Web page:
• FIG. 1 is a block diagram of a system landscape of consumer and provider systems to communicate through web service calls at run-time.
  • FIG. 2 is a block diagram of a system landscape of consumer and provider systems to interact with a services registry at configuration time.
  • FIG. 3 is a flowchart of a process to generate a configuration for web service calls.
  • Like reference numbers and designations in the various drawings indicate like elements.
  • DETAILED DESCRIPTION
  • In general, a separation of phases of development or deployment of systems described in the following description may include design-time, technical configuration time, business configuration time, and run-time. In general, design-time may refer to a development of web services or applications that use web services, such as source code programming of an application that uses web services. Technical configuration time may refer to configuration of a deployed application at a level which removes technical details from requiring further configuration, and does not involve activation of web services. For example, technical configuration may involve selecting systems, configuring systems, selecting policies, and configuring policies that may hold for all web services between the selected systems (e.g., all systems of a configuration domain in which systems are selected to be a part). Technical configuration may be performed by a technical administrator. In contrast to technical configuration, business configuration may refer to configuration of a deployed application and web services, which may be at a level at which extensive technical knowledge is not required. For example, business configuration may be performed by a business administrator who has knowledge of business process modeling but has limited technical knowledge related to configuring systems in a system landscape.
  • In general, a distinction between technical configuration and business configuration may be further described as follows. During technical configuration a system landscape may only be prepared for configuration of web services. This preparation may be independent of web services that might get configured between the systems of a system landscape later (during a business configuration). Thus, a technical administrator might not know anything about concrete web services. He or she may only deal with systems, policies and the like, but not with web services. During a technical configuration only technical web services necessary for configuration, itself, may be capable of running and web services for a business process might not be capable of being activated.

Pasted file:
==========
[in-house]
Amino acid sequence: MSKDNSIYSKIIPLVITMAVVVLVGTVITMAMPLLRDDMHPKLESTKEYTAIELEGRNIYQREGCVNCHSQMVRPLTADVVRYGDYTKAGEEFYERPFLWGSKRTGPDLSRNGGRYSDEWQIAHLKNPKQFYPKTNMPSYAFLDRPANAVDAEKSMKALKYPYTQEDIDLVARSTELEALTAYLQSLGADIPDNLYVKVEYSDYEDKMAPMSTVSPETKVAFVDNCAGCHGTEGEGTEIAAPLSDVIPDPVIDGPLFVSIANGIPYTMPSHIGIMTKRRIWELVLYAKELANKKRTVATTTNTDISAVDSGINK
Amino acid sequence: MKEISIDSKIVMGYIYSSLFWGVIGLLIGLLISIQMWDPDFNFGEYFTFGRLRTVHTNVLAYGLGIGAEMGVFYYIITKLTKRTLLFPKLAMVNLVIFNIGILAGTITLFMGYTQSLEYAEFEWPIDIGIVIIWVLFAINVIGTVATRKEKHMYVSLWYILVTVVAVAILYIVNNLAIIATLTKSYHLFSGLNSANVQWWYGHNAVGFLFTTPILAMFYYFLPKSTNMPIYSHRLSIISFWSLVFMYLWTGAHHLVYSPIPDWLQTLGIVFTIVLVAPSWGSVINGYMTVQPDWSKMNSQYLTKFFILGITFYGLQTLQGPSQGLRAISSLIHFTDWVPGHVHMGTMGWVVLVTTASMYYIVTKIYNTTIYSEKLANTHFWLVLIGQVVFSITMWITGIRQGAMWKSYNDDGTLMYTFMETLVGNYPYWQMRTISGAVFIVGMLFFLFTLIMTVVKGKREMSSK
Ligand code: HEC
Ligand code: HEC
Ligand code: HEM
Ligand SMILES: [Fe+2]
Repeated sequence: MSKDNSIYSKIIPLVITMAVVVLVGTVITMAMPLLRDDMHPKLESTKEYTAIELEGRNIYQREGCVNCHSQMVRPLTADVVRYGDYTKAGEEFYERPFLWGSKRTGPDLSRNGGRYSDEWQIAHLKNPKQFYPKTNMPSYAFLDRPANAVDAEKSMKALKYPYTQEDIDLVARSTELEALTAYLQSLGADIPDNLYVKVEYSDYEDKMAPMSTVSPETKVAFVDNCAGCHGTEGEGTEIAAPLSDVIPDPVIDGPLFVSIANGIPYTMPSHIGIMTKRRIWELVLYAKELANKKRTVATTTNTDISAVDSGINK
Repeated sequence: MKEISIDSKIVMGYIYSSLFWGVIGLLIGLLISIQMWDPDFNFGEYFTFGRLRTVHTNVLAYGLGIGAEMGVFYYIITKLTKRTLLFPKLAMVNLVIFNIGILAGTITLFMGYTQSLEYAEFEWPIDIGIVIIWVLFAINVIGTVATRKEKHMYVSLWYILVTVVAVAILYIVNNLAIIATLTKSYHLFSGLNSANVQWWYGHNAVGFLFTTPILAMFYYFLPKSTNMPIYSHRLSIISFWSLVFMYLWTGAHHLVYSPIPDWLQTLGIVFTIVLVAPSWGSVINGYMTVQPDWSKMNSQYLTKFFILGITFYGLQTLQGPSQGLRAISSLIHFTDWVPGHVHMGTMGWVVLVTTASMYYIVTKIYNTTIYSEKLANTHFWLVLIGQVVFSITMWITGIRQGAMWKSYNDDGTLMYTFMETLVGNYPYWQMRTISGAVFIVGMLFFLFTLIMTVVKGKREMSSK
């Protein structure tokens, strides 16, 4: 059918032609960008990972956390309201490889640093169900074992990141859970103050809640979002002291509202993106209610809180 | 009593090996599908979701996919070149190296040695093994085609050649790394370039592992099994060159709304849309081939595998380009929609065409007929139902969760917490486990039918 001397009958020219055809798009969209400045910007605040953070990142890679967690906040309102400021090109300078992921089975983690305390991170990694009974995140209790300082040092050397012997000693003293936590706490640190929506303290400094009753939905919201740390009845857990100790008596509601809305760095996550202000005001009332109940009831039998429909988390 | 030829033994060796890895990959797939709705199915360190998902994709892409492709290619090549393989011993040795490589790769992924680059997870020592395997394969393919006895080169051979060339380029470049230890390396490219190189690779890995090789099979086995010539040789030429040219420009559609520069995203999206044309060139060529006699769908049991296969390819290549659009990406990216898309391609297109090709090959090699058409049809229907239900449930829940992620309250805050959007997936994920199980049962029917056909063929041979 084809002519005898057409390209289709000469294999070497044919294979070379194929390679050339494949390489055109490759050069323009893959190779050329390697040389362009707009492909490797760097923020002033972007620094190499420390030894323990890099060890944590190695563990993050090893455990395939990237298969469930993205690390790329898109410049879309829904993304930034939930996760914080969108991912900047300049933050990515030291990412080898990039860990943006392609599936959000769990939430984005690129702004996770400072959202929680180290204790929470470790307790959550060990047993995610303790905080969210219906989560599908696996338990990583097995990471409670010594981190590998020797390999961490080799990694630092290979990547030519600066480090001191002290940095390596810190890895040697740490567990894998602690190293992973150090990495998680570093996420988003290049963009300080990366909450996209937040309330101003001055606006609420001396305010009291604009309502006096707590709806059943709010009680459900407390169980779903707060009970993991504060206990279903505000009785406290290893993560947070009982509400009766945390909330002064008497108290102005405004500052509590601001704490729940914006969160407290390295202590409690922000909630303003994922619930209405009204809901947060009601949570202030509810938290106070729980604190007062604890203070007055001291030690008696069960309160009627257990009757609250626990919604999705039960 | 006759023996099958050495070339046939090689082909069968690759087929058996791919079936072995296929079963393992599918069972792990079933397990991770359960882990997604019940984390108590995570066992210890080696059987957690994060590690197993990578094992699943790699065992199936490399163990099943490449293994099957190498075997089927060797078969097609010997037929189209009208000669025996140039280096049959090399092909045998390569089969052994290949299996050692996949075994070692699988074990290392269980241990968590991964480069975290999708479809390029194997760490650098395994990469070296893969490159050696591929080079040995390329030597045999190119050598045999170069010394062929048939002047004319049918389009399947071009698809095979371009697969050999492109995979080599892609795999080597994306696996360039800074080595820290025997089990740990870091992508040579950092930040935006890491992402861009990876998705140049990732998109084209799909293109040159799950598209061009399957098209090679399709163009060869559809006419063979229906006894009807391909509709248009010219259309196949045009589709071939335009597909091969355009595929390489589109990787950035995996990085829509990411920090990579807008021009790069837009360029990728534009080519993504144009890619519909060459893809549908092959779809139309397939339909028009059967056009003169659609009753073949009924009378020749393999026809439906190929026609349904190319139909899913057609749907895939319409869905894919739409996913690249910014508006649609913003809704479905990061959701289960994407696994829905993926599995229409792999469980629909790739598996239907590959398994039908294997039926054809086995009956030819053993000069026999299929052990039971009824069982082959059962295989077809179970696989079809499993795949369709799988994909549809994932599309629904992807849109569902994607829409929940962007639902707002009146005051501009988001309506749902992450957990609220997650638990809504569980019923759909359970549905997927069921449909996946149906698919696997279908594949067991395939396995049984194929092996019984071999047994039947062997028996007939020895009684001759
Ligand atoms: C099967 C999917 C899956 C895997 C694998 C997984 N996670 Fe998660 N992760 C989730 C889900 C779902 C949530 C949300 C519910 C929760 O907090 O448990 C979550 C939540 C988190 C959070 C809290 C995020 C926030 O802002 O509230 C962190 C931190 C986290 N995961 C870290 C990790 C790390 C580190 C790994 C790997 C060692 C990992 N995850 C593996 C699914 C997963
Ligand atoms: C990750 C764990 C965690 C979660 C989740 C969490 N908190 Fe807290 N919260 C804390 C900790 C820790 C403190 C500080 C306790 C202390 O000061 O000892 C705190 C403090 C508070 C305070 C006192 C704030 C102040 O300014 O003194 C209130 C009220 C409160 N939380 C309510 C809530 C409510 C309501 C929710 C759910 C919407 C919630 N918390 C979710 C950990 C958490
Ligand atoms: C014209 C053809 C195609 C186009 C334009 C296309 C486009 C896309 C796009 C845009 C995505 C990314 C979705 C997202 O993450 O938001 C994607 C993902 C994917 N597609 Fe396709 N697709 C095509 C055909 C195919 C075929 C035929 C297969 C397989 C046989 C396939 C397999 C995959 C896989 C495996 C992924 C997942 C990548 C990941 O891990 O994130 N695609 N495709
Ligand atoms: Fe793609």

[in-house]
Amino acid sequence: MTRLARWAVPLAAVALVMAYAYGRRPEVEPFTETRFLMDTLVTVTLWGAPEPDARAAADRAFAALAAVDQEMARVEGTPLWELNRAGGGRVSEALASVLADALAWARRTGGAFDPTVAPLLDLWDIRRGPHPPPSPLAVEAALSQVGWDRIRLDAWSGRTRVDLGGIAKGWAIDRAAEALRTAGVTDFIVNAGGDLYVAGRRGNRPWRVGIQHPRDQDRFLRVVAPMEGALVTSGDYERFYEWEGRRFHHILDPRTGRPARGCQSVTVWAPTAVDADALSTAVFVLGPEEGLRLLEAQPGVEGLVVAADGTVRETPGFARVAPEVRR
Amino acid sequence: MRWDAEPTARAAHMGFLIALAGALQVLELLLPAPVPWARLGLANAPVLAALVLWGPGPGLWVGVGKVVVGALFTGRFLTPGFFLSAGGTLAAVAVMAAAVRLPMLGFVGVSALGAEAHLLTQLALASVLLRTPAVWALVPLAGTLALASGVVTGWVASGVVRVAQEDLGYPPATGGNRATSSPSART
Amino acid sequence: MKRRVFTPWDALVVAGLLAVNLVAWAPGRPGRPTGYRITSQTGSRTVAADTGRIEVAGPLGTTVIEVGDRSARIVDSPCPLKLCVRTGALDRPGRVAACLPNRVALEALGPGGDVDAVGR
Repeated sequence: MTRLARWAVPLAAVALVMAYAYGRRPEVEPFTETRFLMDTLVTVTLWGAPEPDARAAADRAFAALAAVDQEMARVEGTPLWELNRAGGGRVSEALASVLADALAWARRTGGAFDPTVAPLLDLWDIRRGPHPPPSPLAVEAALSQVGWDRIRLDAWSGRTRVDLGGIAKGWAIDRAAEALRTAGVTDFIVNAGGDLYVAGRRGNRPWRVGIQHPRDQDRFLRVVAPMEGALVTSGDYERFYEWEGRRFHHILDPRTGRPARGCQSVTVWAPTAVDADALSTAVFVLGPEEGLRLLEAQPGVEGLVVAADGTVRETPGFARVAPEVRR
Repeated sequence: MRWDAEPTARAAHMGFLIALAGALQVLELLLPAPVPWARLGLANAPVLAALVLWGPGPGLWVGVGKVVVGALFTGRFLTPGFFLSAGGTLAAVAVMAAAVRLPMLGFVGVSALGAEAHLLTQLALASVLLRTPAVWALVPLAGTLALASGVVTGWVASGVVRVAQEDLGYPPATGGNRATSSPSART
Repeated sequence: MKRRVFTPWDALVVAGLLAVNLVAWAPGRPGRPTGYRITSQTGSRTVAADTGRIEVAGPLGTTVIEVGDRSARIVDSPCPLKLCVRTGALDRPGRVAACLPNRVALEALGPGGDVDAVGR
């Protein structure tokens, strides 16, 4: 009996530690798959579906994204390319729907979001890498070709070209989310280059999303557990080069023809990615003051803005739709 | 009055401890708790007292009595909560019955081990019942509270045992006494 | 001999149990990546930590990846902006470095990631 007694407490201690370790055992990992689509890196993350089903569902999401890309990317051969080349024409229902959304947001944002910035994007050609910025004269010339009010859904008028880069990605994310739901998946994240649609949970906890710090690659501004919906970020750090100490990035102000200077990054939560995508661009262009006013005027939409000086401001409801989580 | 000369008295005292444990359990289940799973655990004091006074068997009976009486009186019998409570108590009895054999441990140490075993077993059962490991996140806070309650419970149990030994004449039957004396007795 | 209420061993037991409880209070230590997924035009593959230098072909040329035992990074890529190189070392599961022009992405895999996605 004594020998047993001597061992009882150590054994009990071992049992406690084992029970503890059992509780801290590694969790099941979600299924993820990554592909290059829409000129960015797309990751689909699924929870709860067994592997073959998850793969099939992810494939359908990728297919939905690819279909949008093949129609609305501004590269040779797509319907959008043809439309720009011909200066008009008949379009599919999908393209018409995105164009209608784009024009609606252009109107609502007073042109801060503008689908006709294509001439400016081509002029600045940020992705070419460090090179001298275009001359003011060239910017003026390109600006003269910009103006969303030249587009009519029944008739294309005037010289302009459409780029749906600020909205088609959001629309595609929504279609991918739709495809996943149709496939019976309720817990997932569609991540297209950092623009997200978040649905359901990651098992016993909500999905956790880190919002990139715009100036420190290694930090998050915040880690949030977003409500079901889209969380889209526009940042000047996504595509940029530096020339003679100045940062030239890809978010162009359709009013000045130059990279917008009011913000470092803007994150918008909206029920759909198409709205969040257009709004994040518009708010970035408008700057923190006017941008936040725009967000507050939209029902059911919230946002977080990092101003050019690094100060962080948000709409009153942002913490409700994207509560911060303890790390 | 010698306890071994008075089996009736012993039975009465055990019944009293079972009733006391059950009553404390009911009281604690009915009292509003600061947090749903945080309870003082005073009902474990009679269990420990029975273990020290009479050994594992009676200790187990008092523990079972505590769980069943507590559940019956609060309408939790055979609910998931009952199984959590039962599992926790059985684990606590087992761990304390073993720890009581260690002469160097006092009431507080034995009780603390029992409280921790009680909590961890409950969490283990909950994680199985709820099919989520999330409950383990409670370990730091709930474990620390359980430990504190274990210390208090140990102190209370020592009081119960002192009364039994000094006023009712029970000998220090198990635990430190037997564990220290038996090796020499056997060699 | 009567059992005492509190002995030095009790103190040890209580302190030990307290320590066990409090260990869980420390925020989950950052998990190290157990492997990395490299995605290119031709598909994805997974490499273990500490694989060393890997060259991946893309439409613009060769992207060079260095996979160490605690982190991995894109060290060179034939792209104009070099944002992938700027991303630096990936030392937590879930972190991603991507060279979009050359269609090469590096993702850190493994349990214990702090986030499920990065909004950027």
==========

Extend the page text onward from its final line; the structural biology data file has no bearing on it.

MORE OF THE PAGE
• During a business configuration a business administrator may decide whether a concrete web service shall be activated. In some cases, he or she is not even aware of web services, and may enable a business process (that results in activating its web services). But in some cases the business administrator may need to select a system which shall provide a web service. And, in any case a business configuration may result in a configuration of web services, a configuration of consumer proxies for web services, or a configuration of both.
  • A business configuration uses results from a technical configuration. On the other hand, a technical configuration might not use results from a business configuration. Therefore, a first technical configuration takes place before a beginning of a first business configuration.
  • Technical configuration should determine as much settings as possible, which are independent of specific web services, leaving remaining configuration to be performed in a business configuration.
  • Run-time may refer to a run-time version of a system landscape where a deployed and configured application may use web services activated by a business administrator during the business configuration phase. A user who interacts with a run-time phase may be referred to as a business user.
  • FIG. 1 is a block diagram of a system landscape 100 of consumer and provider systems 102, 112, 118 to communicate through web service calls 124, 126, 128 at run-time. In general, the consumer system 102 may include a consumer application 104 that may consume web services through web service calls 124, 126, 128 with the use of proxy objects 106, 108, 110 and run-time configurations 122. The provider systems 112, 118 offer web services 114, 116, 120 for use by the consumer application 104 in response to the web service calls 124, 126, 128.